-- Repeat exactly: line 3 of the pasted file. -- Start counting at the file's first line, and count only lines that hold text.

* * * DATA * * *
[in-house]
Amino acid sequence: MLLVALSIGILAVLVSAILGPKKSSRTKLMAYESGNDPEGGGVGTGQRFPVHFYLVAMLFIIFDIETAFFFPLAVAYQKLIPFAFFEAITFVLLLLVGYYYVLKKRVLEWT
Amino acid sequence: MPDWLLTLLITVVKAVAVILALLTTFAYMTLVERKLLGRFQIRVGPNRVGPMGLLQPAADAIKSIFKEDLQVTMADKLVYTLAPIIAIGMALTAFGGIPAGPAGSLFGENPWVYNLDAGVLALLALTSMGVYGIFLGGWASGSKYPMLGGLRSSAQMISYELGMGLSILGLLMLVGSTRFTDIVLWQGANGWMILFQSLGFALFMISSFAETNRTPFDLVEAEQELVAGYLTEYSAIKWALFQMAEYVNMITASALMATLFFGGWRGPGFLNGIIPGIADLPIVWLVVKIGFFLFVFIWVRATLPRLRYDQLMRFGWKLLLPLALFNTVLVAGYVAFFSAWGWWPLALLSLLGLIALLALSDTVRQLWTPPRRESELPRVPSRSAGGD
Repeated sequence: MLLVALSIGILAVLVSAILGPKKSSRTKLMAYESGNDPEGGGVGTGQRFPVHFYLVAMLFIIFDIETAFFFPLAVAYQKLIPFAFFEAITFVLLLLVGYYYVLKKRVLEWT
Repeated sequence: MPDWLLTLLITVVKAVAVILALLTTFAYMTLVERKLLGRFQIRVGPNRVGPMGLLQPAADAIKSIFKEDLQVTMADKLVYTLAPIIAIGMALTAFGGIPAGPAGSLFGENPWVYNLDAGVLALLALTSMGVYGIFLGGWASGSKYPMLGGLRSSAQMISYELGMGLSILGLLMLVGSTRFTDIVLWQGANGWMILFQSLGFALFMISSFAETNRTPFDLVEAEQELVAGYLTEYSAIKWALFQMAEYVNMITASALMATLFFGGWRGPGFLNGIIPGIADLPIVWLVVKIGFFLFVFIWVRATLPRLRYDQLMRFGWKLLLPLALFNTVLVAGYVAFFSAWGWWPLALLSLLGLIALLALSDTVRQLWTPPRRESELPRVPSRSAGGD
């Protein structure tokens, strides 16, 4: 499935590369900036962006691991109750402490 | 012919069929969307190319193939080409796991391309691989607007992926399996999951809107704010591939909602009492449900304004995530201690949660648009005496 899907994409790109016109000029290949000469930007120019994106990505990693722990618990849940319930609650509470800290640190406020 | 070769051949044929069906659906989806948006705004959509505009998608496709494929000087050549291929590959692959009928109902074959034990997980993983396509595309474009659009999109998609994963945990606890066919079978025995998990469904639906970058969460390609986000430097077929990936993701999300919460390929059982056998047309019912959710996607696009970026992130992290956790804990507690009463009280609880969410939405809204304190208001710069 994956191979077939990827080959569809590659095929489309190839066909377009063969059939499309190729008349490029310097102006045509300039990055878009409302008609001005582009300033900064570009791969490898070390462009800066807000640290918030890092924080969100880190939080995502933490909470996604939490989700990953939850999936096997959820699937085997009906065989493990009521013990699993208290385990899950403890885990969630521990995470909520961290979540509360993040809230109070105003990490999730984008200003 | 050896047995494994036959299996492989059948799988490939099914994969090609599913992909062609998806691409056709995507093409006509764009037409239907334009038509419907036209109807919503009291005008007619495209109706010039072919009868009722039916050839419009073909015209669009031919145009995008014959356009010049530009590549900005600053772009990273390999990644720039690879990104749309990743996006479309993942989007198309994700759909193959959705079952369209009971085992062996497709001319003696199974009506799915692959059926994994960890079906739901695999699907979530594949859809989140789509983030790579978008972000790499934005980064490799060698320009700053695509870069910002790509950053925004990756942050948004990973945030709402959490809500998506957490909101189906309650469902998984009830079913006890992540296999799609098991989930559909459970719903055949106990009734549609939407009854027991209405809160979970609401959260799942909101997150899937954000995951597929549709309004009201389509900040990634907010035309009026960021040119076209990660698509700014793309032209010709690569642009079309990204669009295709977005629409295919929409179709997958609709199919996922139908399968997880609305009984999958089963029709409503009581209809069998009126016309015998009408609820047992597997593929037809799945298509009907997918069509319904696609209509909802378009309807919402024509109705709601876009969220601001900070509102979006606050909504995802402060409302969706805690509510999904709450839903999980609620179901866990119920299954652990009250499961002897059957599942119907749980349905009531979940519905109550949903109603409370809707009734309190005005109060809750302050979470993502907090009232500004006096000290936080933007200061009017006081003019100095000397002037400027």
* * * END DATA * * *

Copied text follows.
Amino acid sequence: MPDWLLTLLITVVKAVAVILALLTTFAYMTLVERKLLGRFQIRVGPNRVGPMGLLQPAADAIKSIFKEDLQVTMADKLVYTLAPIIAIGMALTAFGGIPAGPAGSLFGENPWVYNLDAGVLALLALTSMGVYGIFLGGWASGSKYPMLGGLRSSAQMISYELGMGLSILGLLMLVGSTRFTDIVLWQGANGWMILFQSLGFALFMISSFAETNRTPFDLVEAEQELVAGYLTEYSAIKWALFQMAEYVNMITASALMATLFFGGWRGPGFLNGIIPGIADLPIVWLVVKIGFFLFVFIWVRATLPRLRYDQLMRFGWKLLLPLALFNTVLVAGYVAFFSAWGWWPLALLSLLGLIALLALSDTVRQLWTPPRRESELPRVPSRSAGGD